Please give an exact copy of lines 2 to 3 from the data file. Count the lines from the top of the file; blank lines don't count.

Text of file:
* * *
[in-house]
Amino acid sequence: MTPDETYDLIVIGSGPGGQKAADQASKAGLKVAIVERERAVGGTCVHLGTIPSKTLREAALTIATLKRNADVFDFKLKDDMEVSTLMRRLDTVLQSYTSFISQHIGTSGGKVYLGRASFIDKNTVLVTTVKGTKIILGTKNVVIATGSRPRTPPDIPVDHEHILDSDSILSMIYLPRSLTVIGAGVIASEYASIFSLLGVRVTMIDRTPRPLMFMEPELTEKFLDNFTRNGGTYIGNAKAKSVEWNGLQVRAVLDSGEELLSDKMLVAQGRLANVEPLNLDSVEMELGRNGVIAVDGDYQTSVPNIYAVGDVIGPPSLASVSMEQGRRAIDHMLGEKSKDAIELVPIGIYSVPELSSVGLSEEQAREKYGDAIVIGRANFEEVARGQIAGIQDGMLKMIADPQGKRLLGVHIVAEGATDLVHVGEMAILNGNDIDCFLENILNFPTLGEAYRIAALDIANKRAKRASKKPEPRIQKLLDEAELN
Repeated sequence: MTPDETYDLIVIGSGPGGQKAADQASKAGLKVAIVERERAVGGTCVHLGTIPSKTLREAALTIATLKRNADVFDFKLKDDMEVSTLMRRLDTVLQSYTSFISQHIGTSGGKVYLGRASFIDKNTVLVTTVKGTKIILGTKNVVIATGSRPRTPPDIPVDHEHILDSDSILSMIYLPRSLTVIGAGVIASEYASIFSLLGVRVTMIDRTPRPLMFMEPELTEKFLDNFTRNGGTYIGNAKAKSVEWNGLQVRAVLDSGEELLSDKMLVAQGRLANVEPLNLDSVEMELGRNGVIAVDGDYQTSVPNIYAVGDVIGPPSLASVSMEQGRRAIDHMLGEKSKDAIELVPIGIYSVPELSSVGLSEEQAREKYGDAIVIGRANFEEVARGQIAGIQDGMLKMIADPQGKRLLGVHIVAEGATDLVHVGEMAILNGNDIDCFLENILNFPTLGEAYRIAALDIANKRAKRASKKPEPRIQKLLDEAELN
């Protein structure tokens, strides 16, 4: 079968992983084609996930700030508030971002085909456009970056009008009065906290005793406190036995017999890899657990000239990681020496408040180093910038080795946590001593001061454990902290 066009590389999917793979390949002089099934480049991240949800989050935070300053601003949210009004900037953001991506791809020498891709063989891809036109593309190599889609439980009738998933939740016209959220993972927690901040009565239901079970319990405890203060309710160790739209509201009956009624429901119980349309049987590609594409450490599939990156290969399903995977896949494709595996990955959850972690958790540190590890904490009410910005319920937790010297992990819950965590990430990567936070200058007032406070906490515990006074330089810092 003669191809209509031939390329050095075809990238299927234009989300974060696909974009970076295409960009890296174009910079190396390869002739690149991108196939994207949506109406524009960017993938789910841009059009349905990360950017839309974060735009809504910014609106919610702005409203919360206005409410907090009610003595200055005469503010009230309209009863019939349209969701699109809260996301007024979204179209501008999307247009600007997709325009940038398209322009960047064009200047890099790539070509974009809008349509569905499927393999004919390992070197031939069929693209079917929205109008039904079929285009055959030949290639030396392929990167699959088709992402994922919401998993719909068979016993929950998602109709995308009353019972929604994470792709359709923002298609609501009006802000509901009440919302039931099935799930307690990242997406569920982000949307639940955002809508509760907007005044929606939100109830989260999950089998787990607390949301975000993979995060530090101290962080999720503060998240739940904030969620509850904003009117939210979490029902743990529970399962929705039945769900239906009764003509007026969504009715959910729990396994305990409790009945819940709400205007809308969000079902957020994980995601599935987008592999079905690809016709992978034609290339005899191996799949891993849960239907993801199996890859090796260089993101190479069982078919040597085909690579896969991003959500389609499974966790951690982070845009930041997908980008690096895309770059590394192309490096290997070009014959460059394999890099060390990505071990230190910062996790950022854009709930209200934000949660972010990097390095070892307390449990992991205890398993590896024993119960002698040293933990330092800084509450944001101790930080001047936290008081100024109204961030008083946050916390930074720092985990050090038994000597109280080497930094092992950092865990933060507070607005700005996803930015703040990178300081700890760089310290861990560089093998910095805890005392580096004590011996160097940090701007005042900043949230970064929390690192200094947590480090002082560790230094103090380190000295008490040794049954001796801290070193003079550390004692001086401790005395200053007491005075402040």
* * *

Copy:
Amino acid sequence: MTPDETYDLIVIGSGPGGQKAADQASKAGLKVAIVERERAVGGTCVHLGTIPSKTLREAALTIATLKRNADVFDFKLKDDMEVSTLMRRLDTVLQSYTSFISQHIGTSGGKVYLGRASFIDKNTVLVTTVKGTKIILGTKNVVIATGSRPRTPPDIPVDHEHILDSDSILSMIYLPRSLTVIGAGVIASEYASIFSLLGVRVTMIDRTPRPLMFMEPELTEKFLDNFTRNGGTYIGNAKAKSVEWNGLQVRAVLDSGEELLSDKMLVAQGRLANVEPLNLDSVEMELGRNGVIAVDGDYQTSVPNIYAVGDVIGPPSLASVSMEQGRRAIDHMLGEKSKDAIELVPIGIYSVPELSSVGLSEEQAREKYGDAIVIGRANFEEVARGQIAGIQDGMLKMIADPQGKRLLGVHIVAEGATDLVHVGEMAILNGNDIDCFLENILNFPTLGEAYRIAALDIANKRAKRASKKPEPRIQKLLDEAELN
Repeated sequence: MTPDETYDLIVIGSGPGGQKAADQASKAGLKVAIVERERAVGGTCVHLGTIPSKTLREAALTIATLKRNADVFDFKLKDDMEVSTLMRRLDTVLQSYTSFISQHIGTSGGKVYLGRASFIDKNTVLVTTVKGTKIILGTKNVVIATGSRPRTPPDIPVDHEHILDSDSILSMIYLPRSLTVIGAGVIASEYASIFSLLGVRVTMIDRTPRPLMFMEPELTEKFLDNFTRNGGTYIGNAKAKSVEWNGLQVRAVLDSGEELLSDKMLVAQGRLANVEPLNLDSVEMELGRNGVIAVDGDYQTSVPNIYAVGDVIGPPSLASVSMEQGRRAIDHMLGEKSKDAIELVPIGIYSVPELSSVGLSEEQAREKYGDAIVIGRANFEEVARGQIAGIQDGMLKMIADPQGKRLLGVHIVAEGATDLVHVGEMAILNGNDIDCFLENILNFPTLGEAYRIAALDIANKRAKRASKKPEPRIQKLLDEAELN